Villanueva is a 2nd class municipality in the province of Misamis Oriental, Philippines. It is approximately 30-40 minutes away from the city of Cagayan de Oro. According to the 2000 census, it has a population of 24,867 people in 4,779 households.
Villanueva is one of the most progressive towns in Misamis Oriental. The presence of companies like Philippine Sinter Corporation (PSC), STEAG State Power, Inc., Purina and Coca-Cola (ongoing construction) contributes to the municipality's income although it is largely agricultural.
Villanueva celebrates the feast of the Our Lady of Guadalupe every 12th of December.
Long before the advent of the Spanish Armada, the Municipality of Villanueva was originally named “Bongloy” by the natives called the Magahats, because of the three gigantic Bongloy trees that grew in the place where the Catholic church and town plaza stands today.
Christianization has always been associated to Philippine history. In 1830, the mission of Jasaan, an adjacent town to the north, was to establish separation from Cagayan de Oro and evangelization to as far as the towns of Sumilao, Linabo and Malitbog in the province of Bukidnon. Its center of civilization and the first Church was at “Daanglungsod” which is now the Aplaya, Jasaan, where an old kota (watch tower) is still exists, thus marked the birth of Christianity in Bongloy and the emerge of a beautiful story of how Villanueva was born.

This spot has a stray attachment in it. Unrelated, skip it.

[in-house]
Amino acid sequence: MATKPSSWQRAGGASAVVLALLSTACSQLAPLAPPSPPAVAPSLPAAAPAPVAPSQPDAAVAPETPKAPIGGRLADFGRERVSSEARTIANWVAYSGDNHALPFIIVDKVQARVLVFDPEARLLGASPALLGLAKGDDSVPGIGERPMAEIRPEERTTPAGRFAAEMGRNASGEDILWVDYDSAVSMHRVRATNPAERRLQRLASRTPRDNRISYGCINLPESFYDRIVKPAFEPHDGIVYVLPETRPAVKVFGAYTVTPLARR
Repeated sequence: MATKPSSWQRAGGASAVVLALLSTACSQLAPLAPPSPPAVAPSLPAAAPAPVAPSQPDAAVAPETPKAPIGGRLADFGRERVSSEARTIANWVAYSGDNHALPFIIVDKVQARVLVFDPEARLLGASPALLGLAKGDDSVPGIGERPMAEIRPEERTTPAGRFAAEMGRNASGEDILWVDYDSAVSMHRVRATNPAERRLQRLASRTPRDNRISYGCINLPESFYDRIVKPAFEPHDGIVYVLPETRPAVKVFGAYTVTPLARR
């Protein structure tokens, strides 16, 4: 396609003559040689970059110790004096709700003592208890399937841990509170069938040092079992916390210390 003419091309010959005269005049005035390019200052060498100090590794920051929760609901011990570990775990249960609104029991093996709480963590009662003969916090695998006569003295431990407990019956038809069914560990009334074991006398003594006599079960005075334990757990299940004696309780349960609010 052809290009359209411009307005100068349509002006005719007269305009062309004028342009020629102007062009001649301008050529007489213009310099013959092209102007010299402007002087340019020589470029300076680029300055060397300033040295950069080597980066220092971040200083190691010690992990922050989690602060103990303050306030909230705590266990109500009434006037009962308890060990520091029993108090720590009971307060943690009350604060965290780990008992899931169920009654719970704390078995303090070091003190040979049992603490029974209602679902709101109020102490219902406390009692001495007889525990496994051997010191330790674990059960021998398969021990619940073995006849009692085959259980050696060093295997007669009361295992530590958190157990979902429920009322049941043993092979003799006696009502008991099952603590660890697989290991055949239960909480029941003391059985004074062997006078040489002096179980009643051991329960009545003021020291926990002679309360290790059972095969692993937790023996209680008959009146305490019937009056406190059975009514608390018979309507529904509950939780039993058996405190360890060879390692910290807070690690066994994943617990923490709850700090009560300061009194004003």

Father Gregorio Parache, S.J., - (432 local historical sources of Northern Mindanao by Father Francisco Demetrio, S. J), who was the parish priest of Jasaan at that time brought a certain Captain Villanueva to Bongloy. Villanueva was a Mexican-American soldier who was one of the occupants of Balingasag Convent during the American occupation of the Philippines.
Father Parache requested Captain Villanueva to assist him in the plans and then commissioned the captain to develop a potable water and irrigation system in the Bongloy area. The Captain was so popular that the natives gave him extraordinary respect. The captain’s family became as popular that it was because of such word spoken by people in every corner of the hamlet, that the place was named after him.
As the years passed, the Magahats moved eastward below the town of Claveria and began calling Bongloy as Villanueva in honor of the great Captain. The word Villanueva was handed down through word of mouth in the succeeding generation.